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Hoffmann, R. A wiki for the life sciences where authorship matters. Nature Genetics (2008)

Comparison of chlordecone effects on autoimmunity in (NZBxNZW) F(1) and BALB/c mice.

It has been shown previously that chronic treatment with relatively low doses of chlordecone accelerates the development of systemic lupus erythematosus (SLE) in ovariectomized female (NZBxNZW) F(1) mice. In this study, the effect of chronic chlordecone treatment on SLE was evaluated in ovary-intact female (NZBxNZW) F(1) mice, as well as in female mice from a strain that is not lupus-prone, BALB/c. Chlordecone was administered chronically via implanted sustained-release pellets, and mice were monitored over time for the appearance of elevated autoantibodies (anti-dsDNA and anti-chromatin) and for the development of renal impairment, both indicators of SLE. Chlordecone treatment in (NZBxNZW) F(1) mice shortened significantly the time to onset of elevated autoantibody titers and renal disease in a dose-related manner. The doses required to produce this effect were similar to those observed previously to accelerate SLE development in ovariectomized females. Treatment of female BALB/c mice with chlordecone for up to one year did not produce elevated autoantibody titers or renal disease, suggesting an inability of chlordecone to cause a break in tolerance in this strain. These observations confirm the ability of chronic chlordecone to influence SLE, but demonstrate the importance of genetic background for this effect.[1]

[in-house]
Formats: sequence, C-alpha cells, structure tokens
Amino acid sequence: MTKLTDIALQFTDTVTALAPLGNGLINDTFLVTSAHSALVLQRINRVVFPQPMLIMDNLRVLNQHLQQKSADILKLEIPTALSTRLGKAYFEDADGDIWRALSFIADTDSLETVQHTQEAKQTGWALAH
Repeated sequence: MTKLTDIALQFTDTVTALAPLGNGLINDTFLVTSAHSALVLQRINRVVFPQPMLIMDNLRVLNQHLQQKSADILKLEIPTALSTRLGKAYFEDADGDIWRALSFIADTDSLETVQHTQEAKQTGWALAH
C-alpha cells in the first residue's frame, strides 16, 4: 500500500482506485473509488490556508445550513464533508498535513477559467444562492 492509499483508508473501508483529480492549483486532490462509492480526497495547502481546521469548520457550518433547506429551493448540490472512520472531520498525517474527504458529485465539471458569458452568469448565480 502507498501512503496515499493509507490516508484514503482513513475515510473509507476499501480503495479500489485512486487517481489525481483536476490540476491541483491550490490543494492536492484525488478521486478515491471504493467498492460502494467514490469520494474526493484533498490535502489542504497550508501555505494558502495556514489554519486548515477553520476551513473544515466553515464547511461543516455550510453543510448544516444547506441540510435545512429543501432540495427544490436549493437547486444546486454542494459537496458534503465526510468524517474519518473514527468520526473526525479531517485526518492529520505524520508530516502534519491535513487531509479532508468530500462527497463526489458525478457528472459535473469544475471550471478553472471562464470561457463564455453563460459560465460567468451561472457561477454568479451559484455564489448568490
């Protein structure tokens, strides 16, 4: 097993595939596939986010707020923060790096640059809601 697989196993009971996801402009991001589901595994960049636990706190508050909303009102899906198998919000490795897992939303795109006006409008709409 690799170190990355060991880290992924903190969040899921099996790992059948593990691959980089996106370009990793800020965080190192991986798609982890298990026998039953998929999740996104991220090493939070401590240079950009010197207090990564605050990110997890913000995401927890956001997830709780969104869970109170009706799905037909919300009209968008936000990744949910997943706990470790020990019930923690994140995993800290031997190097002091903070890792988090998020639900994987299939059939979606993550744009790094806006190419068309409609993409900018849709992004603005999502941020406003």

1. Comparison of chlordecone effects on autoimmunity in (NZBxNZW) F(1) and BALB/c mice. Sobel, E.S., Wang, F., Butfiloski, E., Croker, B., Roberts, S.M. Toxicology (2006) [Pubmed]
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